Content warning: This article contains mentions of or references to sexual and physical violence.
Even in the gloom of winter and a pandemic, love is in the air! When you’re looking for a special someone, it’s important that you put yourself first while you put yourself out there. Here are some red flags you should be aware of in a partner, or even work on for yourself!
Controlling behavior can come in many forms, but the major indicator of it is if you find yourself having to ask for permission to do things that only affect you. For example, if you have to ask them to hang out with your friends, go to parties or run errands, that’s a major red flag.
Another sign is if your partner is telling you when you can and can’t spend time with people besides them, or forces themselves into parts of your life before you’re ready.
If they're unwilling to hear you out or respect your distance, you guessed it — that’s another red flag.
A partner who loves you will not try to control you or replace everyone else in your life! While love and romance are all about vulnerability and sharing experiences together, it’s still important to maintain boundaries.
Entitlement to your body, emotions or time
Partners who respect each other recognize they're each separate human beings who are blessed enough to share time and space together. If your partner acts like you belong to them — and not in a cute Taylor Swift “You Belong With Me” kind of way — and expects you to give things up for them without talking to you first, demands that you agree with them on everything or touches you without your permission, that’s a major issue.
Even if it doesn’t seem serious yet, this kind of entitlement can escalate to more extreme situations, like pushing you into unwanted sexual activity. Cuddle partners who are very familiar with each other might know each other so well that explicitly asking for permission to cuddle, for example, might just not be necessary anymore.
But at the end of the day, a partner who truly loves you will always respect this: Your body, your feelings and your time are yours.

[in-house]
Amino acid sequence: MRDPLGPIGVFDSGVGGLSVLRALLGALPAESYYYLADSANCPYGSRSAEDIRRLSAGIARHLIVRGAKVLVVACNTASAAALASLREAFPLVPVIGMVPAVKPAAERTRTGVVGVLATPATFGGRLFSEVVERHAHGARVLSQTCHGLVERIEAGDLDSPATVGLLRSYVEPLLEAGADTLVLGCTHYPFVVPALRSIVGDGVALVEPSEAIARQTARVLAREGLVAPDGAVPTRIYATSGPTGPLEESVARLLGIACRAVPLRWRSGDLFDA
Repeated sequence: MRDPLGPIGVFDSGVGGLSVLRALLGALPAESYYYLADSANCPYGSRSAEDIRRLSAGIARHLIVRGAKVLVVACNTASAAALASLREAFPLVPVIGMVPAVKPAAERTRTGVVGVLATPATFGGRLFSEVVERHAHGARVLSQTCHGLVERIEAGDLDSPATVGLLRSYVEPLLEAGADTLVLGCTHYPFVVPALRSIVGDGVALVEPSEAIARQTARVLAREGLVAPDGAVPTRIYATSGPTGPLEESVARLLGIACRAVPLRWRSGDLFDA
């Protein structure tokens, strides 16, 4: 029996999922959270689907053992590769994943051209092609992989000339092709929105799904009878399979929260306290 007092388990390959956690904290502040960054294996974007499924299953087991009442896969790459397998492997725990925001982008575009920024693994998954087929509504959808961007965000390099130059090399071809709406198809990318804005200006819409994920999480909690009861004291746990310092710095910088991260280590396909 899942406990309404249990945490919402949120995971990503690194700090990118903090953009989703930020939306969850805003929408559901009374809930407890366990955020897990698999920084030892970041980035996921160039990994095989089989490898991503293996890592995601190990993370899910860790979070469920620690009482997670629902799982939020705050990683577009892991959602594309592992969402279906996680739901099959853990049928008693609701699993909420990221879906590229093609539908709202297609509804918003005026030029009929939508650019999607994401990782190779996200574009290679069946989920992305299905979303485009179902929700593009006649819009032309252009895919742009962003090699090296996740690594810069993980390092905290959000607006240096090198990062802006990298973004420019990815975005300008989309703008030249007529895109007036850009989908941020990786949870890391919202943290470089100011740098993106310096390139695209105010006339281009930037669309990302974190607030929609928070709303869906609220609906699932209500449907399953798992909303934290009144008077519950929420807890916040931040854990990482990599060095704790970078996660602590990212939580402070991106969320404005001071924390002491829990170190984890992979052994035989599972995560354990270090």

Hurtful words or actions
Everybody makes mistakes and does things they regret later. But if your partner keeps doing things that upset you, it’s important to talk about it — either to them, or to a trusted confidant.
If you bring up your feelings to your partner and they respond by gaslighting you, blaming you for their behavior or trying to convince you that you’re just overreacting, that’s an even bigger predicament.
And if your partner has ever physically hurt you or even made you scared by threatening you, breaking things or joking about hurting you, that’s not just a red flag — that’s a blaring alarm bell.
This is the exception to my general belief that everything can be fixed with more communication: If you feel unsafe, you don’t owe anybody forgiveness or second chances.
You deserve not only to be safe, but also to feel safe, too. No amount of apologies can make up for ever making you feel anything less, and it is not your responsibility to “fix” someone who is hurting you. Look out for yourself first, always.
Forgetfulness and lack of communication
This last one is not necessarily an indicator of a potentially abusive partner, but more of a sign that … well, your partner might not like you as much as you like them.
Unless there’s another reason you’re aware of, if you’re constantly the one reaching out, reminding them of special dates together and in general keeping the relationship going, I hate to break it to you, but chances are your partner just doesn’t care about you the way you care about them.
Now, there are a lot of reasons why someone might forget something — we’re literally in the midst of a global pandemic that has us battling financial insecurity, public health hazards and devastating deaths in our families all at once. But if you notice an inexplicable, pre-pandemic pattern that the relationship is one-sided, then it probably is!
If this is a person you’re willing to stick around for, even if you feel like you’re coming second to other priorities in their life, then by all means — do that. But if it’s taking a toll on your mental health, you might be better off by ending things, so you can focus on who matters most: you.
As wonderful and exhilarating as it is to love another person, you should always put yourself first. If you do feel your relationship is worth it (and only if the red flags aren’t a consistent pattern), tell your partner about your feelings! You might be surprised to find just how much more beautifully your love can bloom just by valuing your own emotions and experiences.
If you’re currently dating someone, make sure you have someone who’s not your partner in your life like a close friend or family member who will prioritize you in situations where you feel hurt or unsafe.
And if you know someone who needs help or have noticed any of these warning signs yourself, please consider using on-campus, confidential resources like Violence Prevention and Victim Assistance are still operating during the pandemic.
So happy Valentine’s Day, you beautiful, lovely person! Here’s to finding love with others and for ourselves.